Only coronavirus deaths are considered newsworthy.

Were told by the Quarantine Everybody crowd: Listen to the scientists! Unfortunately, most of the scientists they present to us are lawyers. (How did Robert Reich, Donna Shalala and Ron Klain become medical professionals?)

Also, the scientists disagree.

Just as, I assume, they did in 1976, when epidemiologists warned of another 1918 Spanish flu pandemic after a few young Army recruits died of swine flu at Fort Dix in New Jersey. Eight months later, the federal government launched a mandatory swine flu vaccination program.

About a quarter of the country was vaccinated before the program was abruptly shut down. No pandemic had materialized. The virus infected a few people, then vanished. But directly as a result of receiving the vaccine, dozens of Americans died and several hundred acquired Guillain-Barre syndrome.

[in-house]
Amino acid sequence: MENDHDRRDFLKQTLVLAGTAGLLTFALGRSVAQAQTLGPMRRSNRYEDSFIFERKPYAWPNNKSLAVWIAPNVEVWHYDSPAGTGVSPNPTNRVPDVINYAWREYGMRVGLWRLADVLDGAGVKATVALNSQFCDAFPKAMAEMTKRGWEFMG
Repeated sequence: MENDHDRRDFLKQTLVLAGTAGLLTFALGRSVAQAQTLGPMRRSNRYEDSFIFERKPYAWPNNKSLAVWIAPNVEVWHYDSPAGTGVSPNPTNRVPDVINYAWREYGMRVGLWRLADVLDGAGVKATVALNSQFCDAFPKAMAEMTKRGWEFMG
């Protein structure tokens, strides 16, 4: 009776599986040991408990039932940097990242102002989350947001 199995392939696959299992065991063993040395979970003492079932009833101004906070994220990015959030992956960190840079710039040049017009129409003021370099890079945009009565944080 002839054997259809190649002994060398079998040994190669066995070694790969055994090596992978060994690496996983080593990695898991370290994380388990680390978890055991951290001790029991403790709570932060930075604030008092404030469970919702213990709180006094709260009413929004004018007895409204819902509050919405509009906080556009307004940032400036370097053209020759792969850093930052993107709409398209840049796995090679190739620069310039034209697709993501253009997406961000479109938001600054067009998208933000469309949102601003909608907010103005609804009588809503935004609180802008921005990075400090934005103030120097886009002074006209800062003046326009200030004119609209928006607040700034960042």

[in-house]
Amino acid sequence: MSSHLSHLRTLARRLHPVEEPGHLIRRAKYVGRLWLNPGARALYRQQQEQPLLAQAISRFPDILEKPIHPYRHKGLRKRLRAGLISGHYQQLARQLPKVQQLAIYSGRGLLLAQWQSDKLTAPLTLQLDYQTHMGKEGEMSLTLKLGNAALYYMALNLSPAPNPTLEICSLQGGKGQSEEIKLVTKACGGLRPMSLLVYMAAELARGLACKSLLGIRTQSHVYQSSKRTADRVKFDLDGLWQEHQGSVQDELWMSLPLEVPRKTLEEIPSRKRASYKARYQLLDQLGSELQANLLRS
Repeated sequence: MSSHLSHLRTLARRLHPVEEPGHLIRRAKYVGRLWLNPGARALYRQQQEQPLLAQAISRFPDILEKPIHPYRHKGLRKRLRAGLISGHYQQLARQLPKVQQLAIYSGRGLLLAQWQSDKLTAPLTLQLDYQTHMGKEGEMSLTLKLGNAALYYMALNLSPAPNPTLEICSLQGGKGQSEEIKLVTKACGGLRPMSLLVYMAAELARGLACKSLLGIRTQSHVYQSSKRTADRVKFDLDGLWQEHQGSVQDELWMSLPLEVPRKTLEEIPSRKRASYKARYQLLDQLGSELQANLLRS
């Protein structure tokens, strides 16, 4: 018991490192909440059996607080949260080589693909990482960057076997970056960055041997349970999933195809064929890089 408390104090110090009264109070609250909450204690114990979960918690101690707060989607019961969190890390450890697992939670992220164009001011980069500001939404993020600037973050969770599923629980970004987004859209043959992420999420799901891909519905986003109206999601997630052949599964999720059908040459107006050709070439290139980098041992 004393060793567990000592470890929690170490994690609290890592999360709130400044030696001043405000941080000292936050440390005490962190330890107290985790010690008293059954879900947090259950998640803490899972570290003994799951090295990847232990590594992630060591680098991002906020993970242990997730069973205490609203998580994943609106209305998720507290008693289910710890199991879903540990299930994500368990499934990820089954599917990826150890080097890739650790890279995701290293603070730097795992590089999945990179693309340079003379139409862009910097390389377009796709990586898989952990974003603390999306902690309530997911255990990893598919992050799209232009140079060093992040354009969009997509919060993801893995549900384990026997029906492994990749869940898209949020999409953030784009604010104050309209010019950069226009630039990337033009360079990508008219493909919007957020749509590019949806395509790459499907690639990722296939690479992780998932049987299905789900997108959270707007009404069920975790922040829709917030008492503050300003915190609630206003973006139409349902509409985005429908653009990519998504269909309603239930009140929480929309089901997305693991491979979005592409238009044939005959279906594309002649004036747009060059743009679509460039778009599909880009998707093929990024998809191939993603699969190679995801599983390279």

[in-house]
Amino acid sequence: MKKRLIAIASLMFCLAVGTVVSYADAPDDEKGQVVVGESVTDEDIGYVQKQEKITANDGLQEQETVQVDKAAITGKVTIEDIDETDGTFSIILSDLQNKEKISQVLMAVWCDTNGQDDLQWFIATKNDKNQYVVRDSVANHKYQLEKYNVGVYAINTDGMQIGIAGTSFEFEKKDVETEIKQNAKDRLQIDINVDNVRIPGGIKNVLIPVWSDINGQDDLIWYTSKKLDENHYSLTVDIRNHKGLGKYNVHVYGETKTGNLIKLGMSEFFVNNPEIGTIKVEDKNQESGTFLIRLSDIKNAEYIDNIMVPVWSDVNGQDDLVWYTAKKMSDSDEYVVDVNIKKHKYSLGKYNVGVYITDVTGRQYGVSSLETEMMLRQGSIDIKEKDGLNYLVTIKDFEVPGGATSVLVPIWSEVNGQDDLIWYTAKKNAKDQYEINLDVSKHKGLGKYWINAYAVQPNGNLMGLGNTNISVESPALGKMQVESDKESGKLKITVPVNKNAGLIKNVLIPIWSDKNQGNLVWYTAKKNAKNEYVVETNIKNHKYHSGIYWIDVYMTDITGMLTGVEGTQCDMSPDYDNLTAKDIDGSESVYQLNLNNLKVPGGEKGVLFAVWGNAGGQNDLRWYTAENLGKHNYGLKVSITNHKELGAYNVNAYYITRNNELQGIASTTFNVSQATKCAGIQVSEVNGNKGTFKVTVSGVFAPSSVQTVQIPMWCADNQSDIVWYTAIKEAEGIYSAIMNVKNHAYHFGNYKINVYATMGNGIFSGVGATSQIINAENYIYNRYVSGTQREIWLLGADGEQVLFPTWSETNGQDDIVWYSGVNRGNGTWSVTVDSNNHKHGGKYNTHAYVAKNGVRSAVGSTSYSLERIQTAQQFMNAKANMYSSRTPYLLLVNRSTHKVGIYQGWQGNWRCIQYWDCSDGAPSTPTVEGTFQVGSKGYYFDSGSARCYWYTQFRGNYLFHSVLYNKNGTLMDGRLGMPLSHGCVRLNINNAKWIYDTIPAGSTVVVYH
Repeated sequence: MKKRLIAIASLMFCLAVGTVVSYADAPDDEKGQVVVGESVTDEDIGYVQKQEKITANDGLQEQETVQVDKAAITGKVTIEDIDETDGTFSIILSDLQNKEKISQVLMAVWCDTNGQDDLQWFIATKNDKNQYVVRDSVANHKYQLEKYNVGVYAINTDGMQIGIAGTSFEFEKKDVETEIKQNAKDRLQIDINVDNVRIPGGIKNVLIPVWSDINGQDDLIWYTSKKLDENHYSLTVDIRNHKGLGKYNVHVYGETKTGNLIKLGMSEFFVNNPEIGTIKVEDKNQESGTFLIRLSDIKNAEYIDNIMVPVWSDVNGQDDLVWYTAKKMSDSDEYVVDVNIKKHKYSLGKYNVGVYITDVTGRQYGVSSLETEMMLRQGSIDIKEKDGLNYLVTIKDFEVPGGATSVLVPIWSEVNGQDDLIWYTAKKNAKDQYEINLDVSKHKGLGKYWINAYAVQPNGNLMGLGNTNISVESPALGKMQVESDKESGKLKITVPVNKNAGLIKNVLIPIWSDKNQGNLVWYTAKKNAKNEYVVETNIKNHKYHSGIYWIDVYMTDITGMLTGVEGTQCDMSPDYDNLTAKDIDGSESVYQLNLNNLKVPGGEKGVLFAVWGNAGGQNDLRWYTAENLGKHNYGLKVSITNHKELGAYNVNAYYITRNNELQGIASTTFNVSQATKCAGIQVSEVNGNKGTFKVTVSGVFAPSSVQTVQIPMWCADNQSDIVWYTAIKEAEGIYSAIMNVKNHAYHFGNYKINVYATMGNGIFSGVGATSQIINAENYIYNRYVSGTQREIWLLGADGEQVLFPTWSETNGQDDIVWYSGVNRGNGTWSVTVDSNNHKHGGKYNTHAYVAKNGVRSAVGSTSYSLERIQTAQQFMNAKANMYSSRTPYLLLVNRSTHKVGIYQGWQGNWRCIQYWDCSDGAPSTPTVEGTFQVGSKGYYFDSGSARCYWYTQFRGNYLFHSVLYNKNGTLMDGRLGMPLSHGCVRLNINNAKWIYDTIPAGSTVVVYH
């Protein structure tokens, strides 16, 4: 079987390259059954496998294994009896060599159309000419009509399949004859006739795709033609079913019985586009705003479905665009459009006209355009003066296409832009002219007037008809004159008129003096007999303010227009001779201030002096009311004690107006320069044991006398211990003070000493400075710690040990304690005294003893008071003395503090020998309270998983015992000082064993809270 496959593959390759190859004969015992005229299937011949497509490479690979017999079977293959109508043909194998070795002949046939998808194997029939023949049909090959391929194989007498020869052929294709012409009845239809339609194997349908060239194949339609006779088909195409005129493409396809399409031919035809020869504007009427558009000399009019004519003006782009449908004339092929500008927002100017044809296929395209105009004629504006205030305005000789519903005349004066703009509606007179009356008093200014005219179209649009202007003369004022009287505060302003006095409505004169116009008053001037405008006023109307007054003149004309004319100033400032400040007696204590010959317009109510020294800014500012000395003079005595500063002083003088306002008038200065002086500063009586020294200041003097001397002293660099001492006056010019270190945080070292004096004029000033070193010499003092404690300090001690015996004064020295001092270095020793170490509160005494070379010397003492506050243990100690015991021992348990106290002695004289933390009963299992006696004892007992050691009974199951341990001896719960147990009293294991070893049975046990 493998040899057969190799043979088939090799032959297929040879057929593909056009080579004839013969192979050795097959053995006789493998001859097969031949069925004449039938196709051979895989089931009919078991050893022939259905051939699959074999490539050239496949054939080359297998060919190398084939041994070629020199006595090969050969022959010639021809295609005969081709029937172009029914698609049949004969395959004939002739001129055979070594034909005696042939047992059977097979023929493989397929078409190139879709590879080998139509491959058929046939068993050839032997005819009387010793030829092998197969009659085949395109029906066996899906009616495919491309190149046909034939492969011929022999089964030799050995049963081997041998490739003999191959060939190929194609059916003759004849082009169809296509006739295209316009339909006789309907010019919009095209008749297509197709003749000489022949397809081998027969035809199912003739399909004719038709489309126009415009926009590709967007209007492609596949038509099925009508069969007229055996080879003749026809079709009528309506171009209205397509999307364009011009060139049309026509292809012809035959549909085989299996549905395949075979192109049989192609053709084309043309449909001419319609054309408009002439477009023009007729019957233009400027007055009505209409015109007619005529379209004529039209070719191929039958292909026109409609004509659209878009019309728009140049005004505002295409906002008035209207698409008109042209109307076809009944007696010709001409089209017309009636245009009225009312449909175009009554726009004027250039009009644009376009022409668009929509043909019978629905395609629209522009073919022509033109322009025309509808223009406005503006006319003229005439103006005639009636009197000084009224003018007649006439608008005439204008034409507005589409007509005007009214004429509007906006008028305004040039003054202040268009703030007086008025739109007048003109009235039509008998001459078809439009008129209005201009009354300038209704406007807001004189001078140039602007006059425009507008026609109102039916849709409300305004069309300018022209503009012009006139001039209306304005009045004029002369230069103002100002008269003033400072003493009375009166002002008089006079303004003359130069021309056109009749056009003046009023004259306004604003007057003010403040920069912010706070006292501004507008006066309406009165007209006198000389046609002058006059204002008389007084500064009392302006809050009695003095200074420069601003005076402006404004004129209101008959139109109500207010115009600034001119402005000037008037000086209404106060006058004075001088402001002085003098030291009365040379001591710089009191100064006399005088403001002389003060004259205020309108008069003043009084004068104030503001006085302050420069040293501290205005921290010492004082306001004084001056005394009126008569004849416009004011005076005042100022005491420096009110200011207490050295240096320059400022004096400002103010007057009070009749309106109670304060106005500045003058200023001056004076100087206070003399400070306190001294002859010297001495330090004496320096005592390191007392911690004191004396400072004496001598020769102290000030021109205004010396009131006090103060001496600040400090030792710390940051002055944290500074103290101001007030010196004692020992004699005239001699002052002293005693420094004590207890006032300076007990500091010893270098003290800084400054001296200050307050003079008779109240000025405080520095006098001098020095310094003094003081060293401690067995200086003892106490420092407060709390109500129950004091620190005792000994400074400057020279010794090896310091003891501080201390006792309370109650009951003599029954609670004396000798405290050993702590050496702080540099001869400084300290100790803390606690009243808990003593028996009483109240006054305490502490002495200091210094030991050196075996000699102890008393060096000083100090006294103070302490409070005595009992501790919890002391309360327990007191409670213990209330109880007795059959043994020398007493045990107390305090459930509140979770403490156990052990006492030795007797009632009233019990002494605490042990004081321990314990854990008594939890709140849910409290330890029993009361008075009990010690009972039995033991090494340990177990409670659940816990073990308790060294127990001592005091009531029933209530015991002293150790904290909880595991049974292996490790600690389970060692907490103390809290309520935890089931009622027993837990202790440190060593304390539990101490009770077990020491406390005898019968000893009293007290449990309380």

The scientists also disagreed in the 1980s, when the media and government went into overdrive to scare us all about AIDS. (1985 Life magazine cover: NOW, NO ONE IS SAFE FROM AIDS.)

Surgeon General C. Everett Koop -- as revered by the media then as Anthony Fauci is today -- lied about the disease, insisting that [h]eterosexual persons are increasingly at risk.

Speaking of which, heres liberal sex symbol Fauci on AIDS back in 1983, when he was with the National Institute of Allergy and Infectious Diseases, but not yet its director: As the months go by, we see more and more groups. AIDS is creeping out of well-defined epidemiological confines. (It didnt.)

In 1987, Fauci warned that French kissing might transmit the AIDS virus, saying, Health officials have to presume that it is possible to transmit the virus by exchange of saliva in deep kissing. That presumption is made to be extra safe.

By 1992, after a decade-long epidemic with more than a million infections, the Centers for Disease Control could find only 2,391 cases of AIDS transmission by white heterosexuals -- and that included hemophiliacs and blood transfusion patients. (White because AIDS cases among Haitian and African immigrants had a variety of causes.)